Saddle Sore 1000 is Too Easy

I think the Iron Butt Assocation ought to remove the Saddle Sore 1000 from its list of certified rides. Or, at least reduce it from 1,000 m...

Iron Butt AssociationI think the Iron Butt Assocation ought to remove the Saddle Sore 1000 from its list of certified rides.

Or, at least reduce it from 1,000 miles in 24 hours to 1,000 miles in 18 hours.

I just ripped off another SS1K ride yesterday, riding the same route I did last fall. See, "Iron Butt Ride - Finished", describing the previous ride.

The important aspect of the previous ride is that I rode above the speed limit, riding between 80-100mph for much of the ride. A commenter on the article linked above mentioned that excessive speeds will disqualify me.

I came to realize that he was right. Think about it. All IBA rides are supposed to be tests of great planning and discipline. If you have to ride above the speed limit, it's because you failed in planning, or because you're a wuss.

Riding above the speed limit in a IBA ride is cheating. Plain and simple. Cheating.

So, I did the same ride again yesterday, same exact route. Except this time, I kept it at the posted speed limit. It's tough to refrain from riding above the speed limit. You really want to crack that throttle and at least go 80mph. When your butt is hurting, you want to get to your next gas stop much more quickly. That's where the discipline comes in. That's why they call it an "iron butt" ride. If you have to speed it up to 85 or 90, it's because you don't have an iron butt.

The first time I did this ride, I completed it in 20 hours exactly. That time, I stopped twice for breakfast and lunch (I was with 3 other riders), and we burned two hours total. We also burned another 30 minutes at a gas stop in Yuma, AZ.

But this time, riding at a much slower pace, I chose to skip the breakfast and lunch stops, and pack my food and drink with me. I also took just one riding partner instead of three, to help expedite the gas stops. We also made one fewer gas stop than before. We ended up completing the ride in 17 hours, 40 minutes.

I never submitted the first ride to the IBA for the simple fact that I rode well above speed limit.

But, I don't plan on submitting yesterday's ride either. Even though I feel much better about the second ride, these Saddle Sore 1000 rides are way too easy. Even after doing a better job of planning and being more disciplined in keeping to the posted speed limit, this ride is NO TEST OF ENDURANCE.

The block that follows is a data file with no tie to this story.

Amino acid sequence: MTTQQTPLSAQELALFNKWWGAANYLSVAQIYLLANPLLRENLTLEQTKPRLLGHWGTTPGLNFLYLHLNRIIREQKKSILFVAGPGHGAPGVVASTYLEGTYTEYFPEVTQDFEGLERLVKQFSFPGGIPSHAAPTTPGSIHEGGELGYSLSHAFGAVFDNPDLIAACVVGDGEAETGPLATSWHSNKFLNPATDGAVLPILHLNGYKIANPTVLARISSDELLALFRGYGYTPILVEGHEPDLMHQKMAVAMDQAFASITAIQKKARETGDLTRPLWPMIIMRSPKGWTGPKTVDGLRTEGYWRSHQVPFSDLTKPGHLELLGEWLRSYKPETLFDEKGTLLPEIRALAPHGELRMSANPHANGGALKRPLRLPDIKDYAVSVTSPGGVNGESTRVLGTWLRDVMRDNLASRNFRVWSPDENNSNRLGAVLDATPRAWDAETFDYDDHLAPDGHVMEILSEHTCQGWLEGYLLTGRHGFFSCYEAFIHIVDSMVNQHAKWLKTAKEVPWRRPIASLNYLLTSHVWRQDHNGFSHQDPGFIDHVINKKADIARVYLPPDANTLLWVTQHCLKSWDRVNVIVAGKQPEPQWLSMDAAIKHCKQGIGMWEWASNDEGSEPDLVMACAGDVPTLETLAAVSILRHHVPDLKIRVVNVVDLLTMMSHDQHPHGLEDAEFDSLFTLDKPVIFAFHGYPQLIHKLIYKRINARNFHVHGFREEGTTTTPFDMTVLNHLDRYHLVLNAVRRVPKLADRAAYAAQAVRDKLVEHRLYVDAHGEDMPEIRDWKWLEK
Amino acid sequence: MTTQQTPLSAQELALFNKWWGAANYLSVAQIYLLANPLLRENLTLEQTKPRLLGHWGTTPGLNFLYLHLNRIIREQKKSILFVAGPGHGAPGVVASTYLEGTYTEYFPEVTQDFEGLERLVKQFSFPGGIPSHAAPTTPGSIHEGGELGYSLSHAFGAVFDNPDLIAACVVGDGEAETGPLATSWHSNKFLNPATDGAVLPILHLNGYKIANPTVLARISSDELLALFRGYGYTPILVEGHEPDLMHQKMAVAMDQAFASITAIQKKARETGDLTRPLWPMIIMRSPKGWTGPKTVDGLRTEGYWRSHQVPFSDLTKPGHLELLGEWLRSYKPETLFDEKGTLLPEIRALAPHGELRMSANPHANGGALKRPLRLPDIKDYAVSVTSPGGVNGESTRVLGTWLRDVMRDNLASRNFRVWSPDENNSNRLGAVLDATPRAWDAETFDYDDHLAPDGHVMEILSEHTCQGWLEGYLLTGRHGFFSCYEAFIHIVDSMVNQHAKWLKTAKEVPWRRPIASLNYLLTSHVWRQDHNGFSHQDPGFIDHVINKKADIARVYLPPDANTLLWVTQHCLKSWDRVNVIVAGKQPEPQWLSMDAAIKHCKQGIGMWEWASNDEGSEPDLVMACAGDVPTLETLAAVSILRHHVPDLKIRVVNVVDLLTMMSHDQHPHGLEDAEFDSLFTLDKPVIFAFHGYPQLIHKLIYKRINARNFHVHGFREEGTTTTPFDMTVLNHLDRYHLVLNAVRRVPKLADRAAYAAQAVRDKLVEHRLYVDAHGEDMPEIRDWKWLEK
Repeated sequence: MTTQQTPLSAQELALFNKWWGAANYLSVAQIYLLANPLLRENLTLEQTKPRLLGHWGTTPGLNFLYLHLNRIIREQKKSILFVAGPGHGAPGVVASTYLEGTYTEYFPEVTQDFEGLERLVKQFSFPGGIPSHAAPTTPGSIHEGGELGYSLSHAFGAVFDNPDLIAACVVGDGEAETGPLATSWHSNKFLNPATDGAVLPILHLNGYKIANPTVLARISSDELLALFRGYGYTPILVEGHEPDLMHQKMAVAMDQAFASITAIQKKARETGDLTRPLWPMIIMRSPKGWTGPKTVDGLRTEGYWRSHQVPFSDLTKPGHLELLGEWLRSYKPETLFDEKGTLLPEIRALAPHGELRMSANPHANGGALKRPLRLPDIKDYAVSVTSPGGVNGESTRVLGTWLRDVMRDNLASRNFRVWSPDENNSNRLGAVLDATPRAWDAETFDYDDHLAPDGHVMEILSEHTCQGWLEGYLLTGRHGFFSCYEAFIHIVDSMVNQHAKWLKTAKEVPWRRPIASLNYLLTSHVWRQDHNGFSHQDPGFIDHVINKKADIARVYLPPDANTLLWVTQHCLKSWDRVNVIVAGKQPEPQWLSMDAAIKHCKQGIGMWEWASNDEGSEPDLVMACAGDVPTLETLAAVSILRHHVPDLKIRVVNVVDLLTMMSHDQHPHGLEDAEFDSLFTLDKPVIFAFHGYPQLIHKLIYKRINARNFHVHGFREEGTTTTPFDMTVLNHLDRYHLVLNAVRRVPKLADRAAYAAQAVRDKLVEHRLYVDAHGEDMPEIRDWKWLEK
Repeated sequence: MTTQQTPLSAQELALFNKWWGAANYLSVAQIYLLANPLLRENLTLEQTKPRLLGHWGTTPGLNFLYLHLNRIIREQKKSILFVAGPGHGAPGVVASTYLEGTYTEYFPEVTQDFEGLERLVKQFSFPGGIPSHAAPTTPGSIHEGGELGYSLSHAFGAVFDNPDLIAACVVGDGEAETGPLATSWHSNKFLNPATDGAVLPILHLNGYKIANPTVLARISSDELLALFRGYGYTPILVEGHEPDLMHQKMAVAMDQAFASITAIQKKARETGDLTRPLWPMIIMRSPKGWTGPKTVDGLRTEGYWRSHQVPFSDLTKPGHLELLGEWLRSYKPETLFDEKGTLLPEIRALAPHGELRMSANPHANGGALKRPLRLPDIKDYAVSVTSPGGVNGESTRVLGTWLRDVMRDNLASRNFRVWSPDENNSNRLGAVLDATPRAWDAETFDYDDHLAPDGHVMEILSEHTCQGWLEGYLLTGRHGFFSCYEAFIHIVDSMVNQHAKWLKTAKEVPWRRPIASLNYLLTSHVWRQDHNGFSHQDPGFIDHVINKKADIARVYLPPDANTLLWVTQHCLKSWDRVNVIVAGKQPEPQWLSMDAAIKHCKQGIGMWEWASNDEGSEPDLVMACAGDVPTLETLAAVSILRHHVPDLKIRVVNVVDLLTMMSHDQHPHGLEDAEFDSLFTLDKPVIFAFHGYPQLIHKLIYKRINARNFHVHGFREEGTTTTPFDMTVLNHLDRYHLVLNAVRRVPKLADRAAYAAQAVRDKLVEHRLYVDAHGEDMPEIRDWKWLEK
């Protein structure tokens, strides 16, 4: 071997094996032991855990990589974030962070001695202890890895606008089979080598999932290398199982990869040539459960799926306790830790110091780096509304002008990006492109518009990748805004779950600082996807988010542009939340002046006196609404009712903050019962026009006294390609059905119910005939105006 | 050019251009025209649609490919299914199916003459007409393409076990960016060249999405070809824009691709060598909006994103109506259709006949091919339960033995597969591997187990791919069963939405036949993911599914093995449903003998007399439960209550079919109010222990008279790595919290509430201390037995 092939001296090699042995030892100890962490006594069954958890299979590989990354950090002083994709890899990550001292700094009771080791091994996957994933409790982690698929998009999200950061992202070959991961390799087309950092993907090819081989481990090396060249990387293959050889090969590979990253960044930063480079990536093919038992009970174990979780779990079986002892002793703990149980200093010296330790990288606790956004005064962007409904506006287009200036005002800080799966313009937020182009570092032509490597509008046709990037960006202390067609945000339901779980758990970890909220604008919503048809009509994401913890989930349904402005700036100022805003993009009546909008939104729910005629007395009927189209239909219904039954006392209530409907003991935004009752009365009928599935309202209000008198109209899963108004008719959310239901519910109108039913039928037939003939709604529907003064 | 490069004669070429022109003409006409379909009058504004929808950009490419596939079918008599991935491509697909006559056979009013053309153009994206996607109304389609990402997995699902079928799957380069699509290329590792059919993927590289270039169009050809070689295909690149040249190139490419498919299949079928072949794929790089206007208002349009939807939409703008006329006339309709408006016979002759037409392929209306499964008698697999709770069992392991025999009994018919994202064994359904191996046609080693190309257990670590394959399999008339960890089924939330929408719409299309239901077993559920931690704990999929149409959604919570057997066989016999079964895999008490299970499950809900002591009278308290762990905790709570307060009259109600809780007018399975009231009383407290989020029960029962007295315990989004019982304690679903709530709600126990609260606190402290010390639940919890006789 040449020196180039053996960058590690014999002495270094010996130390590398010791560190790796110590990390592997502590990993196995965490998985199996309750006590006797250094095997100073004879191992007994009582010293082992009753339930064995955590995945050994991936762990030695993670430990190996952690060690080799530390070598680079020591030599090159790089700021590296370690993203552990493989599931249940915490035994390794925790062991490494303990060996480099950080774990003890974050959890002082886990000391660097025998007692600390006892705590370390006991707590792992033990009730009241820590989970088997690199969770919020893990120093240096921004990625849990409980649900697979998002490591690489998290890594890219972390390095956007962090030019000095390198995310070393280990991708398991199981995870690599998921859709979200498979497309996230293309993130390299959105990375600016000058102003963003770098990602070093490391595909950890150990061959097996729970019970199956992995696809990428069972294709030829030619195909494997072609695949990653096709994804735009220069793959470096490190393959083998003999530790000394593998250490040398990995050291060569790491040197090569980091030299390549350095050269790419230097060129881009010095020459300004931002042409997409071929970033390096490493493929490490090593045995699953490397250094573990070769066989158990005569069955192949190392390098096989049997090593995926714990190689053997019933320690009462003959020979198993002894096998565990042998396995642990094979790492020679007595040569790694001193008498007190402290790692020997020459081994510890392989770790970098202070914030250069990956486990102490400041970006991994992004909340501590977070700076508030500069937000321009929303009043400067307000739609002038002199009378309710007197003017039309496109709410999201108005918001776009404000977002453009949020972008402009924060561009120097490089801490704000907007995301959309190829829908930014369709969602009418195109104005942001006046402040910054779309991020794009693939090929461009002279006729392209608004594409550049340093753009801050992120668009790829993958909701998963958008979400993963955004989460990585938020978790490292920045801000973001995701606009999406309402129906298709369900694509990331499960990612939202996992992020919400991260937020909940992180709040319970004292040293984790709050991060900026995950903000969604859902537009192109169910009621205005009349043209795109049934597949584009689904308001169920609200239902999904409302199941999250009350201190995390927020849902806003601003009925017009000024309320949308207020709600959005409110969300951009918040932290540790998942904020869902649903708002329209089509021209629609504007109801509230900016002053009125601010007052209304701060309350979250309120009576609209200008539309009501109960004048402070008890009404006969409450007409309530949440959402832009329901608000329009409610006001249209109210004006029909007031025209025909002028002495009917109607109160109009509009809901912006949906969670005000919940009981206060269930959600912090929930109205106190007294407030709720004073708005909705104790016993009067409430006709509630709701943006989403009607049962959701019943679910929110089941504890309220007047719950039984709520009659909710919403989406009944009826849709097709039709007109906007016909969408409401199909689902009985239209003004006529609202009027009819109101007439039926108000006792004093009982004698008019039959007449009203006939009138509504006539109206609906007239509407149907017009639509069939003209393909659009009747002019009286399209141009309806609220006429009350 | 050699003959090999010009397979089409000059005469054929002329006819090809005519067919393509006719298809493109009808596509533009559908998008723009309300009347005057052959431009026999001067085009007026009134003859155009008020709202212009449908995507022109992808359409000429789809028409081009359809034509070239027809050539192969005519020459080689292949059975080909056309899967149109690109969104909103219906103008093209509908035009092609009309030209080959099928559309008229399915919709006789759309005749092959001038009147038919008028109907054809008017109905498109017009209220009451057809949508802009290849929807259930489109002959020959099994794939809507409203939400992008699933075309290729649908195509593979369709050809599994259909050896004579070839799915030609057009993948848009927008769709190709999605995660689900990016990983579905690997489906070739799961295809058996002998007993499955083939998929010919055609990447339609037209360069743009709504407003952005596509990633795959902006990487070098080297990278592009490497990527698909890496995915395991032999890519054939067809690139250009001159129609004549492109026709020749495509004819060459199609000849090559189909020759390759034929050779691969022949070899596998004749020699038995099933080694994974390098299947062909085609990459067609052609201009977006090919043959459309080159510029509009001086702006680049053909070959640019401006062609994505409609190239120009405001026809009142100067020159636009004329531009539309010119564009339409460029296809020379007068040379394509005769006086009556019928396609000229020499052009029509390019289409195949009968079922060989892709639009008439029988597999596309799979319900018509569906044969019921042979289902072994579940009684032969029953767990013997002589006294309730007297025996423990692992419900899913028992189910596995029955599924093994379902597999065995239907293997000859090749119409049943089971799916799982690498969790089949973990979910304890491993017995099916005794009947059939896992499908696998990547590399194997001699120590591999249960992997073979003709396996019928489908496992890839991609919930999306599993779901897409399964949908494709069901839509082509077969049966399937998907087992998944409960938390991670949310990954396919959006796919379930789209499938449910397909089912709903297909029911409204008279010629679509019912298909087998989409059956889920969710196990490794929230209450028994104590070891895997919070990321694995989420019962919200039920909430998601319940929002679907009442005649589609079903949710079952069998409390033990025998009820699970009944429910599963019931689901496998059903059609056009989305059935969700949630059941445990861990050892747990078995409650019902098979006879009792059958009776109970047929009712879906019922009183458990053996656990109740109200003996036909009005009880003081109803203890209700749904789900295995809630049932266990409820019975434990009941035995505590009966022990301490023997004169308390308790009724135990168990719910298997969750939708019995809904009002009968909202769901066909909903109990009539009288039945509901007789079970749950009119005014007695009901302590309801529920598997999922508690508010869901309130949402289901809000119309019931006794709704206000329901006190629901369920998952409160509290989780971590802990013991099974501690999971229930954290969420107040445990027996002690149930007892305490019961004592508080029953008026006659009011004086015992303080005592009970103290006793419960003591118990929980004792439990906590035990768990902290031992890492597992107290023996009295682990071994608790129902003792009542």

Basically, ANYONE can do a Saddle Sore 1000 ride. If anyone can do it, then it's no test of endurance. Being an IBA certified member ought to be a testament to your riding capabilities. It ought to separate the wheat from the chaff.

In fact, I think the IBA is taking way too long to process applications for certifications. And it's probably because there are way too many people submitting applications for SS1K rides.

Either change the SS1K to 18 hours, or remove it from certification. Likewise, the same for the Bun Burner (1500 in 36 hours).

I'll wait to submit paperwork for an IBA ride when I do a Border-to-Border or a Coast-to-Coast. The other IBA certifications are not much to be proud of. All you SS1K riders may now sling mud at me...


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  1. If you don't ride 80-100mph you're a wuss? If you want a Cannonball Run scenario go create your own little Cannonball 2000 and do your 80-100mph in the middle of nowhere. Where most people live (densely populated areas) highway speeds are regulated often still at 55mph. Police stand there with radar guns and take pride in impounding vehicles of you "non-wusses" who feel the need to drive like a-holes. In Pennsylvania you can lose your license for 32 over the posted speed limit. (Something the insurance companies love too) While on your silly Cannonball ride the cops have radios; they will radio ahead.

    By the way, please don't call yourself a motorcyclist. You make the rest of us who try and operate safely look bad. Wish I had the extra time to go do a wussy little SS1k...haha

  2. The ss1k is easy I have done it at the speed limit now about 6 times in 5 years. I was just back and forth to Dallas from LA in four days and I cruised but still logged 750miles each day in just over 11hours.

  3. Anonomous (see posting above) must feel a little silly having posted his rant now that he realizes he misread the original post. The writer said, " If you have to ride above the speed limit, it's because you failed in planning, or because you're a wuss."

    Read it again, Anon, and you'll see that the writer said exactly the OPPOSITE of what you accused him of having said, and what you accused him of advocating.

    Happy to be of service,

  4. I know you are just chumming the water, but if you don't like the fact that a particular ride can be certified, then don't do that ride or don't claim that certificate. Move up to a Bun Burner Gold (1500/24), or to something else where you feel you have achieved something. Try something that takes more than a long day to ride -- like a 48+, or a 10 10ths. Or if nothing is going to make you happy, maybe try another activity.

  5. You're missing the point. The SS1K is not supposed to prove what you are or what you can do. It is supposed to be an easy way to find out if you CAN'T ride long distances. A lot of people start out on an SS1K, and at mile 10 they are still excited and enthusiatic. But around mile 500 they discover they are sick of it and bail. That's fine, they learned something about themselves. If you succeeded, great, now move to something harder. Don't complain that you didn't fail!



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